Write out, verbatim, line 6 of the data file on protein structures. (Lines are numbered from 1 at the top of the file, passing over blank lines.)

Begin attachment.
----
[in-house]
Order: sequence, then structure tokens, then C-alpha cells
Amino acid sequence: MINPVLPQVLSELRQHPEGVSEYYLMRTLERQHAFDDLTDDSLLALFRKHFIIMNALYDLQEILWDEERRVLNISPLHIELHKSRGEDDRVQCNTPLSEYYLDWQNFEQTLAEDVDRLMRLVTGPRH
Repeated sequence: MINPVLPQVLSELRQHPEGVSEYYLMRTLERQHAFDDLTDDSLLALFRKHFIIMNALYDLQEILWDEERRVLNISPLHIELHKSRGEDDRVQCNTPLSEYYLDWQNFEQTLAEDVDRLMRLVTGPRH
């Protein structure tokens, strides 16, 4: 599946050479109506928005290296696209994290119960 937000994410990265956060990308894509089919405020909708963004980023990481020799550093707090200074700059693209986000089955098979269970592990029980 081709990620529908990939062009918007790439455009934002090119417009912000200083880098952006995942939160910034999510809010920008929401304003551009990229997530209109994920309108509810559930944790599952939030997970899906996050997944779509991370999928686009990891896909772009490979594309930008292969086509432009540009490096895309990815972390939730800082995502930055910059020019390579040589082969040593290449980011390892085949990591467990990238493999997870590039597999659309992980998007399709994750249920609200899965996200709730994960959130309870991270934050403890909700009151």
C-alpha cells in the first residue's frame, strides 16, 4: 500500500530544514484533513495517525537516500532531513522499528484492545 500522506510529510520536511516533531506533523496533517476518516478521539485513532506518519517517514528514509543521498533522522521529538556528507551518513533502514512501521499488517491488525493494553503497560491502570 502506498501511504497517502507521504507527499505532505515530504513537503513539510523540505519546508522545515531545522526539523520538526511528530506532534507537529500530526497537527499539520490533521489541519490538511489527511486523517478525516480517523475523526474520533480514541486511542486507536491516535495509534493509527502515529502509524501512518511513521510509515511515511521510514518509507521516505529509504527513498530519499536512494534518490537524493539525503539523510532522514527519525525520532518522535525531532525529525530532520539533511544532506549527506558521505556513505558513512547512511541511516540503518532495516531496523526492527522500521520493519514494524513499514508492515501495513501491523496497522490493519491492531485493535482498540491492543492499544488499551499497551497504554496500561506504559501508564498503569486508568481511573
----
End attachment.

C-alpha cells in the first residue's frame, strides 16, 4: 500500500530544514484533513495517525537516500532531513522499528484492545 500522506510529510520536511516533531506533523496533517476518516478521539485513532506518519517517514528514509543521498533522522521529538556528507551518513533502514512501521499488517491488525493494553503497560491502570 502506498501511504497517502507521504507527499505532505515530504513537503513539510523540505519546508522545515531545522526539523520538526511528530506532534507537529500530526497537527499539520490533521489541519490538511489527511486523517478525516480517523475523526474520533480514541486511542486507536491516535495509534493509527502515529502509524501512518511513521510509515511515511521510514518509507521516505529509504527513498530519499536512494534518490537524493539525503539523510532522514527519525525520532518522535525531532525529525530532520539533511544532506549527506558521505556513505558513512547512511541511516540503518532495516531496523526492527522500521520493519514494524513499514508492515501495513501491523496497522490493519491492531485493535482498540491492543492499544488499551499497551497504554496500561506504559501508564498503569486508568481511573